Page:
Get A Warrant Before Flying Spy Planes And Drones, Lawmakers Tell The Feds
After BuzzFeed News revealed the extent of aerial surveillance over American cities, several lawmakers are calling for new controls on these spy flights.
Even for politicians who knew that government law enforcement agencies were regularly watching American cities from above, the dense pattern of circles on the maps BuzzFeed News published last week, showing more than four months of flights by the FBI and the Department of Homeland Security (DHS), were an eye-opener.
“This investigation makes clear aerial surveillance by the federal government is no longer a rare occurrence — these flights are happening thousands of time a year, all over the country,” Senator Ron Wyden, a Democrat from Oregon, told BuzzFeed News by email.
“There was a time when cost and resource barriers prevented the government from conducting twenty-four-seven aerial surveillance,” he added. “Now, high-quality digital cameras, unmanned aircraft and other technology advances are quickly tearing those barriers down.”
Together with Dean Heller, Republican Senator from Nevada, Wyden is introducing an amendment to the Federal Aviation Administration Reauthorization Act that would require federal law enforcement agencies to obtain a warrant before conducting video surveillance from the air. Currently, warrants are only required if planes use equipment to track the cell phones of suspects on the ground. What’s more, warrants can be waived in emergency situations.
Surveillance over Washington, D.C. last year. Faint lines show flight tracks, which become dense circles when planes repeatedly monitor the same location. FBI planes are in red; DHS in blue.
Wyden’s amendment echoes the text of a bill he first introduced in June last year, after the Associated Press reported on surveillance flights by the FBI. It would require a warrant for federal aerial surveillance in most situations — with exceptions for emergencies, border patrol, and flights for research and public safety.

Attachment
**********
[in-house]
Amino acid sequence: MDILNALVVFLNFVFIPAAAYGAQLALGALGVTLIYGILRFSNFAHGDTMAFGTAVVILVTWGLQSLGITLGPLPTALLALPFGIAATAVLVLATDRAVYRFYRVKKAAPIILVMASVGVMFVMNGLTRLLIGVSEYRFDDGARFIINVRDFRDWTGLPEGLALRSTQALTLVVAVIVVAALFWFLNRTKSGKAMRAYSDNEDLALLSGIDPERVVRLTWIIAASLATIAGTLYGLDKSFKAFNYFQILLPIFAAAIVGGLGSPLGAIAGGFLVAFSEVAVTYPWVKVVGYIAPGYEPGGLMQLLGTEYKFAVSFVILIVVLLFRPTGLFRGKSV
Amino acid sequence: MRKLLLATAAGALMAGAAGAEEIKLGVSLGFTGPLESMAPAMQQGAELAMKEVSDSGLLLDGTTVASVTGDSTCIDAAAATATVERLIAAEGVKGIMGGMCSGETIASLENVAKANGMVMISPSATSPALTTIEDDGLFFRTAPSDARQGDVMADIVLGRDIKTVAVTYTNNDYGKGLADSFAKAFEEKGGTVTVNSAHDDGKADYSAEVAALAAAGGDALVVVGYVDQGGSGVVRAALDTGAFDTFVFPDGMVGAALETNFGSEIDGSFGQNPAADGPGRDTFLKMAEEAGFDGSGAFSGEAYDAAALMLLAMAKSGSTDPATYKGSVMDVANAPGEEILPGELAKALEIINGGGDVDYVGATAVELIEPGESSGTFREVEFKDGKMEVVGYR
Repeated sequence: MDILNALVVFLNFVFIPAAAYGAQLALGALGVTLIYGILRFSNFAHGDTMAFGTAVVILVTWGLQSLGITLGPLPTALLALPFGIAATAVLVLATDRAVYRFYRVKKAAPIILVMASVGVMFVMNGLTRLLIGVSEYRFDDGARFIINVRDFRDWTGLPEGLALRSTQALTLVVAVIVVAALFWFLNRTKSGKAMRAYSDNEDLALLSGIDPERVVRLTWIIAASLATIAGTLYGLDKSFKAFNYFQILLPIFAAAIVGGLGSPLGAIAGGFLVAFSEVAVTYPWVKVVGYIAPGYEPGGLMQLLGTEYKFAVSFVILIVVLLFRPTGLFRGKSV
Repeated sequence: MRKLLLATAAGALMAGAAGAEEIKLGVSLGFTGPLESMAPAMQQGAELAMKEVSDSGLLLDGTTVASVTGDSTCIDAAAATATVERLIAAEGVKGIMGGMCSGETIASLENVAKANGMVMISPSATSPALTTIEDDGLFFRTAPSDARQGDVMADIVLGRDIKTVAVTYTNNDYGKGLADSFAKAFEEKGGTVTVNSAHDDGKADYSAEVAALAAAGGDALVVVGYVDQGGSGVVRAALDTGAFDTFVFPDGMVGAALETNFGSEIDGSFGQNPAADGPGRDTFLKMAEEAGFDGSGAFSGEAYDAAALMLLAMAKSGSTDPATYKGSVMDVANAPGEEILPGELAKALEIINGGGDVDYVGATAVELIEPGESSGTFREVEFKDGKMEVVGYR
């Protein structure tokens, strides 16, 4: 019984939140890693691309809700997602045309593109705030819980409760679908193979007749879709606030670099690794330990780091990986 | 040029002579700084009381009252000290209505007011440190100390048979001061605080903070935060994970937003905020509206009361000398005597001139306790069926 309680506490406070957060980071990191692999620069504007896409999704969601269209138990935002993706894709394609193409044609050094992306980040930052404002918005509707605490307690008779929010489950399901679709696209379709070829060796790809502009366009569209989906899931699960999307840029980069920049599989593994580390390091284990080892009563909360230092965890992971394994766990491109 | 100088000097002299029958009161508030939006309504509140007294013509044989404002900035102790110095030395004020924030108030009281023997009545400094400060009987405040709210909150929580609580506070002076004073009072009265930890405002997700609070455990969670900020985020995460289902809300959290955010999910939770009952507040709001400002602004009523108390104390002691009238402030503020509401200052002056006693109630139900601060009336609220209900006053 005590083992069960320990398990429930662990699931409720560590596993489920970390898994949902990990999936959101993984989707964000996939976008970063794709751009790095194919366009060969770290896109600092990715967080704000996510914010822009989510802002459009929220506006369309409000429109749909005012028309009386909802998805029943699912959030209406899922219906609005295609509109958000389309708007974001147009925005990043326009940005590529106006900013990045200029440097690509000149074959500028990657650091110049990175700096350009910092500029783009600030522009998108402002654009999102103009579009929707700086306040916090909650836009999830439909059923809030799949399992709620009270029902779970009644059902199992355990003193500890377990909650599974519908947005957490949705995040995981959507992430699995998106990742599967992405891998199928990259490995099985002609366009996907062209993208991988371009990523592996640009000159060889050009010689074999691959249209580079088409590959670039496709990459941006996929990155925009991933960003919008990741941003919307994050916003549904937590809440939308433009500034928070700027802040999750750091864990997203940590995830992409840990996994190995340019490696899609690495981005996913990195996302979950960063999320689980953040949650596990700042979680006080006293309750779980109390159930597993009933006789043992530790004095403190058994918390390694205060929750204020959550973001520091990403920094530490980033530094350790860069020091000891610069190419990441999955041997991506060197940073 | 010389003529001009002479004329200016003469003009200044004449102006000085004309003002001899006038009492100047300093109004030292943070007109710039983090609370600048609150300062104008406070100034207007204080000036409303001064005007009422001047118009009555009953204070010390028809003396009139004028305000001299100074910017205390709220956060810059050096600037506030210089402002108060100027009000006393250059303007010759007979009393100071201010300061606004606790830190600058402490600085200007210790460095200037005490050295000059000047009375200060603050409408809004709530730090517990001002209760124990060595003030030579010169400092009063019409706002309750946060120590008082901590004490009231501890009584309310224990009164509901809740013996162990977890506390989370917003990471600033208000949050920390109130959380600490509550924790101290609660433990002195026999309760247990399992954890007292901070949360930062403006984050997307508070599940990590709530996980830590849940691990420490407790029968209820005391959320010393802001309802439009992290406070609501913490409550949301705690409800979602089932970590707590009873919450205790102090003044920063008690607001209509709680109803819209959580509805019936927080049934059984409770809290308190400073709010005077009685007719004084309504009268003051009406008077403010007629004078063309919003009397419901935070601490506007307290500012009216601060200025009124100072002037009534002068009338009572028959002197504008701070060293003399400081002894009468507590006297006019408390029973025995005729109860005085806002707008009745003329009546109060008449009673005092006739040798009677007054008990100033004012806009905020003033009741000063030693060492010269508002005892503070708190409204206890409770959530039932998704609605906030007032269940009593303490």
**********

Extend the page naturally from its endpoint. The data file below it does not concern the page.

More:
“The one thing we want to make sure is that innocent Americans and their information isn't caught up in these surveillance operations,” Representative Suzan DelBene, a Democrat from Washington state, told BuzzFeed News. Last November, she introduced the same bill into the House of Representatives.
The BuzzFeed News analysis found that surveillance flights dropped away dramatically on the weekends — challenging the FBI’s statement that they are urgently required to protect Americans from “people who want to hurt our country and its citizens.” BuzzFeed News also observed circling of the mosque attended by San Bernardino shooter Syed Rizwan Farook in the aftermath of the Dec. 2, 2015 massacre.
Democratic Congressman André Carson of Indiana, a former police officer and one of only two Muslims in Congress, told BuzzFeed News by email that he understood that aircraft can play an important role in law enforcement. However, he wants close scrutiny to ensure that people’s rights are not being violated.
“This is not simply an issue of religious or ethnic profiling,” Carson said. “We need to be sure that the agencies tasked with protecting us are not doing so at the expense of our civil rights.”
FBI surveillance flights have previously come under scrutiny of the Senate judiciary committee, which was particularly concerned about the use of cell-phone tracking equipment — which the FBI says is very rare.
“As terrorists and criminals become more sophisticated, law enforcement tactics must continually evolve in order to keep us safe,” Senator Chuck Grassley of Iowa, the Republican chair of the committee, told BuzzFeed News by email. “In doing so, we must take care to ensure that appropriate safeguards and oversight are in place to guard the privacy and civil liberties of innocent Americans.”
BuzzFeed News’s analysis of federal surveillance flights concentrated on the use of piloted light aircraft and helicopters carrying high-resolution video cameras. But similar equipment can be carried by drones.
A narrower amendment to the FAA Reauthorization Act, introduced last week by Republican Senator Rand Paul of Kentucky and Democrat Ed Markey of Massachusetts, would require warrants before federal surveillance drones take to the skies. Again, there would be exemptions for routine border patrol and in emergency situations.
Federal law enforcement agencies use drones far less often than piloted aircraft, according to a March 2015 audit from the Department of Justice Office of the Inspector General (OIG). Between September 2006 and August 2014, the FBI reported that it had used drones to support just 13 investigations, for search and rescue, to hunt kidnappers and fugitives, national security missions, and anti-drug trafficking operations.
The federal law enforcement agency with the most sophisticated drone capability is U.S. Customs and Border Protection, part of the DHS. Since 2005, it has flown unarmed versions of the U.S. military’s Predator drones for border patrols. These aircraft are fitted with high-resolution video cameras and radar that can track targets on the ground.
While border patrol operations would not be covered by Paul and Markey’s amendment, DHS drones have also been used to support other federal law enforcement agencies. According to the OIG report, the DHS had flown its drones to help other federal agencies on 95 occasions, 73 of those assisting agents of the Drug Enforcement Administration.
Charles Seife and John Stanton contributed reporting for this story.